Three chapters of Chiron’s life, three moments that are defined by the quiet character’s interactions with the people around continue to echo through his life. “At some point you gotta decide for yourself who you gonna be,” Juan tells young Chiron in the film’s first chapter and that all reverberates back to the film’s final moments when he’s confronted with the question “Who is you, Chiron?” It’s this fundamental aspect of Moonlight that resonates most strongly about the film. For much of his life, Chiron struggles mightily with figuring out who he is, and seemingly allows the external factors of those who have drifted in and out his life to define him before reaching the ultimate realization at the film’s emotional climax.
Each and every performance in Moonlight is an astounding feat of acting, headlined by the Oscar winning performance by Mahershala Ali, who undoubtedly deserved the award. Naomi Harris gives a chilling performance as Chiron’s troubled mother, one that is haunting and was more than deserving of an Academy Award nomination. In her first performance on screen, Janelle Monáe delivers an incredible performance of warmth and empathy which along with her role in Hidden Figures confirms that the pop star is also a movie star. All three of the young men tasked with bringing Chiron to life in the film are incredible, with Trevante Rhodes proving himself the breakout star of the trio. The quiet tension between Trevante Rhodes and André Holland give Moonlight its knockout punch at the end.
The special features on the Blu-ray for Moonlight include an audio commentary by writer-director Barry Jenkins, where he explains the true stories behind his second feature. There are also three featurettes that explore various aspects of the Academy Award winning film. One featurette examines the assembling of the ensemble cast that carry home the powerful emotion of Moonlight. The other featurettes dive into the film’s location in Miami, where Barry Jenkins grew up, and the haunting original score for the film. The special features add a layer of depth to the movie itself, but the most impressive thing on the entire disc itself is the movie, one that will endure the test of time and serve as a landmark cinematic achievement.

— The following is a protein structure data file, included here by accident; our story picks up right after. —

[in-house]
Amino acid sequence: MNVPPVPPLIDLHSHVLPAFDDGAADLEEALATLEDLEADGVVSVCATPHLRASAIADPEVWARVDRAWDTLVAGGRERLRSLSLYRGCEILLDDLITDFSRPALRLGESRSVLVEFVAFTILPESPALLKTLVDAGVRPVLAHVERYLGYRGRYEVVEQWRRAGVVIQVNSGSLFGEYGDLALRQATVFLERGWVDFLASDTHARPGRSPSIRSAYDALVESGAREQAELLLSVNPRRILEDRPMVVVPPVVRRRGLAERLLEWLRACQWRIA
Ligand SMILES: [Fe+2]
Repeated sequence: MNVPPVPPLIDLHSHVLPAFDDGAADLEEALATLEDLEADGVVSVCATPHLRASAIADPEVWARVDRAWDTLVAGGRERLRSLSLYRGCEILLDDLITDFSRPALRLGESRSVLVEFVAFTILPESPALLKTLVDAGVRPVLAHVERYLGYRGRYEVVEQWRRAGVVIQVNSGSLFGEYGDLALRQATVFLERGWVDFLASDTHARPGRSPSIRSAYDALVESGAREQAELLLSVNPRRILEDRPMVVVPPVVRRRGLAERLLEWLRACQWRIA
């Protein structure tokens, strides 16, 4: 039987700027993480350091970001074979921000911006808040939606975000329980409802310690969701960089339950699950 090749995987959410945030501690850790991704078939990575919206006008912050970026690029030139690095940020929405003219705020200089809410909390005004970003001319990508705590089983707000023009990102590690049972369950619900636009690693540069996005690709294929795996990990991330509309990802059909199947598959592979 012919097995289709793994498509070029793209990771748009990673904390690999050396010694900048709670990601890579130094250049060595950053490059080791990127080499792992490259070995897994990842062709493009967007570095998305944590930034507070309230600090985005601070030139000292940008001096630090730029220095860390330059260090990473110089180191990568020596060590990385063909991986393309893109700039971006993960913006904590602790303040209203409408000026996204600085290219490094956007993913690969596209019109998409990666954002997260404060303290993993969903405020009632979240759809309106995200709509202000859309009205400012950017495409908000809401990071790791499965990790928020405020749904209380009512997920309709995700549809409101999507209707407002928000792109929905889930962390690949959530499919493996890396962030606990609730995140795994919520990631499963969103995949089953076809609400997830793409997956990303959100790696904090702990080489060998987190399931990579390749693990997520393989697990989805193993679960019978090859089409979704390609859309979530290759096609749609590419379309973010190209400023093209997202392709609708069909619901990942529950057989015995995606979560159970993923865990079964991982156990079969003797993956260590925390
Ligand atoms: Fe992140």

Warren Beatty and Faye Dunaway may have read from the wrong envelope the other night in a mix up that will talked about for decades, but don’t let that odd moment be the one that defines the legacy of Moonlight. Don’t let anyone tell you that Moonlight won because of political correctness and solely because of its black cast and director; anyone selling that particular line of BS has their own political agenda and likely haven’t actually watched the film. In the rarest of instances, Moonlight won because it was the best of the nominees. It’s a powerful portrait of self-discovery under incredibly difficult circumstances. This is cinematic poetry that unfolds with rhymes and rhythm that highlight the power of its story, a story that isn’t solely defined by aspects of race or sexuality. Moonlight is a film about the black experience and features a gay character struggling with his identity, but the themes behind it are universal. At some point we all have to ask ourselves: Who is you? It’s not always an easy question to answer.
Cinematic poetry that resonates, Moonlight is a powerful film that examines universal questions about identity in the story of a young black man in three moments in his life as he struggles to find out exactly who he is in a world surrounded by drugs and poverty.